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CHRISTIANE AMANPOUR: Art Acevedo is chief of the Miami Police Department. And before that, he was chief in Houston and Austin, Texas. Welcome back to the program, Chief Acevedo. We spoke to you very early on in this crisis after George Floyd was murdered. And I want to ask you now, given the verdict, what is your reaction, as a police chief, to the fact that a police officer, former, was convicted on all three counts, two counts of murder and one of manslaughter?
ART ACEVEDO, MIAMI, FLORIDA, POLICE CHIEF: Well, I would say it’s a great relief. I have got a great sense of relief. So do my officers I have been talking to and most police chiefs and police executives across the country, as the system work the way it’s supposed to work. Accountability carried the day. And I think that we should all — as sad as it is, the death of George Floyd, a greater travesty would have been to not provide the family and the nation justice, because, without justice, you can’t have no healing. And I think this was a very important step in the right direction.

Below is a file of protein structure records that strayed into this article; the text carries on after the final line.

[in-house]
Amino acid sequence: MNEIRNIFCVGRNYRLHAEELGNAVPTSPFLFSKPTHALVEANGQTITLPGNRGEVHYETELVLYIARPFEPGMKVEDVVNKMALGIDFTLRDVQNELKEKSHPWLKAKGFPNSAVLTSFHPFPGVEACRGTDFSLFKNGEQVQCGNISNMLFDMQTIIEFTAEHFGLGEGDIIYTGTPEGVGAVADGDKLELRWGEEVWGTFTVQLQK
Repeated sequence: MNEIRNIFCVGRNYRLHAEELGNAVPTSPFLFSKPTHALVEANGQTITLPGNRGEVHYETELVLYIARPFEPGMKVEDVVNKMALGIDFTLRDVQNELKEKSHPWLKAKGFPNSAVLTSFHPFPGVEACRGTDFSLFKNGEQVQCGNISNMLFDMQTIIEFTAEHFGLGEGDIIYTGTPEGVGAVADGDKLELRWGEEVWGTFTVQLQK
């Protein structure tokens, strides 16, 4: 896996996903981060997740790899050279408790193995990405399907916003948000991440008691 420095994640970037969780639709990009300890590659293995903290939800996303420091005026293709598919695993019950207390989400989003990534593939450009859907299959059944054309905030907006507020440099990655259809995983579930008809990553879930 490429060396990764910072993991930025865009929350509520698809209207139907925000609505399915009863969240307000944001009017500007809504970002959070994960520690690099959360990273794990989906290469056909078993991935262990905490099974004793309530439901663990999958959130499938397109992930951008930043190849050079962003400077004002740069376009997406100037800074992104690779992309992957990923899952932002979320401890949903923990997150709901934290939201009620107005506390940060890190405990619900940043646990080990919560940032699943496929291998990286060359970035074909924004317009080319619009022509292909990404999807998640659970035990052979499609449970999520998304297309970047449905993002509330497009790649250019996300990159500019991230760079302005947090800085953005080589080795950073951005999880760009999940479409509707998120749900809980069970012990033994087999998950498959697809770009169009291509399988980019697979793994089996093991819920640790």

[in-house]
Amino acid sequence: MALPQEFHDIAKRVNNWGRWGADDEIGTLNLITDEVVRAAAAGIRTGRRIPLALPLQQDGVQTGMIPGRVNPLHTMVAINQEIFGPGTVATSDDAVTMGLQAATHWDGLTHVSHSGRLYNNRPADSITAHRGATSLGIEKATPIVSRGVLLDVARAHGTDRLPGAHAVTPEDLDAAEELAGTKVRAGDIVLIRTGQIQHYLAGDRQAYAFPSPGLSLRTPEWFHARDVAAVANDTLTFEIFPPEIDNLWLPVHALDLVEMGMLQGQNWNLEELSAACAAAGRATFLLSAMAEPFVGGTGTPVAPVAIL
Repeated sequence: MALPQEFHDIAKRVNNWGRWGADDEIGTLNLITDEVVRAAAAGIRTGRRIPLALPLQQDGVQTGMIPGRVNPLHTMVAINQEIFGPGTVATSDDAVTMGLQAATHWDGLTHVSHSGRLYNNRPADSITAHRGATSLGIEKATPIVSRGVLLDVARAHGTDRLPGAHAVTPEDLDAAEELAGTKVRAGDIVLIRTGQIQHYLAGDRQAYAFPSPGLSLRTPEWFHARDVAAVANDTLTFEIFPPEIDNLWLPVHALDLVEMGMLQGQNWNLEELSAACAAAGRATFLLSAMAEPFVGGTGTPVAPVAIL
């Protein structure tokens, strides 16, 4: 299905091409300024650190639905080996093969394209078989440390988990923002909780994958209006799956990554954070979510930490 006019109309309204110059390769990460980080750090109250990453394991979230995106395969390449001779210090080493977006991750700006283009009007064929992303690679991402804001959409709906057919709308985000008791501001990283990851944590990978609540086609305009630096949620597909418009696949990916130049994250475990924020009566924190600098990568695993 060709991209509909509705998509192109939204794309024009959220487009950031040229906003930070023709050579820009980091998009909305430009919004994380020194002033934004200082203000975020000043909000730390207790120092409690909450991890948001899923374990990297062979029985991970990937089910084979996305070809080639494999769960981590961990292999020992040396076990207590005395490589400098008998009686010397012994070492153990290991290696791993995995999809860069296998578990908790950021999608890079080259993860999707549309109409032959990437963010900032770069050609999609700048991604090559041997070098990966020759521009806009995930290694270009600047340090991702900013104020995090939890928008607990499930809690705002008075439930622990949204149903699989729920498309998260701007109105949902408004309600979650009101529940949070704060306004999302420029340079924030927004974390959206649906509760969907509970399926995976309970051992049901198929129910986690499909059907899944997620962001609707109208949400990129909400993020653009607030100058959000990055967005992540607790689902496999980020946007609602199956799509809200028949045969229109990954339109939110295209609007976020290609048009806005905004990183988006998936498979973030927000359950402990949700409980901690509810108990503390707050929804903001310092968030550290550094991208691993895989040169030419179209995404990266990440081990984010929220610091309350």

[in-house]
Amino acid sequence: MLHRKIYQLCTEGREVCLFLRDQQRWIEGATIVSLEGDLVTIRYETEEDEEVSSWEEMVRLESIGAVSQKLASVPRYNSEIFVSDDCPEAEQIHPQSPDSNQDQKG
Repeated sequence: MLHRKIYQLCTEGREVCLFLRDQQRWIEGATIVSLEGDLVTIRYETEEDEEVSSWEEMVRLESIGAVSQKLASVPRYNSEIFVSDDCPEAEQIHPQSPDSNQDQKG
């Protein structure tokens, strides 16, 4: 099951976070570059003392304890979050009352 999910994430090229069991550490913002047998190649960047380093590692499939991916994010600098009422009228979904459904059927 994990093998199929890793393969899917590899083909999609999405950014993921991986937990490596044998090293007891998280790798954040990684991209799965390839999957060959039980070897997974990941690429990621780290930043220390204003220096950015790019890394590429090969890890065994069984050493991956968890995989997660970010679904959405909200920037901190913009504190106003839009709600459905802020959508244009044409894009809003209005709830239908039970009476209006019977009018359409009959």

AMANPOUR: So, let’s expand on that, because, honestly, it’s quite something to hear a police chief say relief when a police officer has been convicted of murder. And it’s not usual, as you know, in — you say the system has worked. The system generally doesn’t work in the United States, as you know better than I do. Police are infinitesimally ever held accountable and ever convicted. So talk a little bit more about what all your chiefs and colleagues and officers in all the thousands of police departments around the United States will be taking from this for the future. ACEVEDO: Well, I think that police officers that may not have their heart in the right place, that this is an alarm for them, that will hopefully make them think twice about their conduct and make better decisions. But we don’t want to say our policing is broken. I think that especially Europeans don’t realize we’re the most — one of the most violent nations on Earth, more firearms, more murders, more people getting shot in our streets every day. And the majority are not by the police. But what we do have is instances when bad policing happens. It disproportionately impacts communities of color, and we have to acknowledge that fact, and then deal with taking steps to make that not be the reality that too many people face in this country.
About This Episode EXPAND
Black Lives Matter co-founder Opal Tometi reacts to yesterday’s verdict. Miami Police Chief Art Acevedo offers his opinion. National Security Advisor Jake Sullivan talks future of country after Chauvin conviction. Political philosopher Danielle Allen relates ancient Greek ethics to modern day police reform.LEARN MORE